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  1. 1. In this sequence, describe how Hitchcock uses sound design to put you into the subjective "mind of Alice"? Be specific. I think he begins by using the chatter of the customers as they ask about whether Alice and her family have heard about the murder. The woman customer continues chatting about it nonstop. When Alice goes to the phone booth to get away from the noise, the phone book flips to the police telephone number. We can see the strain in her face and eyes. As she returns to the store and then joins her parents for breakfast, the neighbor/customer continues her incessant chatter
  2. 1. In your own words, please describe the effect of watching the POV dolly shots / POV tracking shots in this scene? The POV dolly shots and tracking shots give the viewer a more intimate relationship with the characters, a feeling of being in the room with them. We can feel the growing dread and anticipation the young men feel as they await to hear what what the schoolmaster and young woman have to say. By the same token, when the camera and POV shots are turned in her direction, we can see and feel Mabel's conflict about her impending lie and her deep concern about her pregnancy. 2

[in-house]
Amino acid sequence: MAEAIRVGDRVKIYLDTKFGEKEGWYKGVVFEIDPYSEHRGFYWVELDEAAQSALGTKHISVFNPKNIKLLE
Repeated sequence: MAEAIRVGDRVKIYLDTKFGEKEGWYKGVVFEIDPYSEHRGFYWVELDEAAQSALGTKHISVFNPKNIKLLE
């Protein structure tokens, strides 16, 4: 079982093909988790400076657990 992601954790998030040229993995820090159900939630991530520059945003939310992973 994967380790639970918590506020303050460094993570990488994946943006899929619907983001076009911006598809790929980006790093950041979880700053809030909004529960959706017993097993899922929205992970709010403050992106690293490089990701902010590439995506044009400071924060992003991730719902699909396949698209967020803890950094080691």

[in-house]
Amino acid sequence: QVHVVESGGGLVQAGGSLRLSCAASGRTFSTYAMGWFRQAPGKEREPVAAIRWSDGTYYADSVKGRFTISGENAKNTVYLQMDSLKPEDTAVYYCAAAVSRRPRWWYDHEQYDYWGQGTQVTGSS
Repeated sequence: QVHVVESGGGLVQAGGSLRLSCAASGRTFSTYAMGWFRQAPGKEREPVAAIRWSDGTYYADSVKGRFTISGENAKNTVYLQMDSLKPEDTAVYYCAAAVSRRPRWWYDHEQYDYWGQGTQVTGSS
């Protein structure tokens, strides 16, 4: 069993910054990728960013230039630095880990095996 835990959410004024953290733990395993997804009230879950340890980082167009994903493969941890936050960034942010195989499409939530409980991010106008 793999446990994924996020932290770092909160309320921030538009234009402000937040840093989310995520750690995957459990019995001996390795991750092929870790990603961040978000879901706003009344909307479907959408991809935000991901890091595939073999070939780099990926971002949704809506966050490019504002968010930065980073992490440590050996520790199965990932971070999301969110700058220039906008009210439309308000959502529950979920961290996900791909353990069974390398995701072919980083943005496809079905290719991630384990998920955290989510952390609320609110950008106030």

3. 1. Compare the opening of The Lodger to the opening of The Pleasure Garden - what similarities and differences do you see between the two films? The introductions to both films are both visually interesting. They each capture our investment in the storyline up front, but with different tones. The Pleasure Garden opens with brighter lighting, happier music and wider camera angles than the Lodger to create a lighter feel and mood. The Lodger opens with a close-up of a woman in anguish, screaming. As the camera pulls away, we see an older woman who has discovered the younger woman's body, al
  4. 1. Do you see the beginnings of the "Hitchcock touch" in this sequence? Please provide examples: At the beginning of the scene, he uses visual images similar to those he develops more fully later in his career such as the women rushing down the spiral staircase (precursor to Vertigo), the chorus line (precursor to Stage Fright) and, of course, the leering men, including the one with his monocular (precursor to Rear Window). The blond chorus girl is a warmer predecessor to Grace Kelly, Eva Marie Saint and company, whom Hitchcock preferred as his female leads later on in his career. Impor
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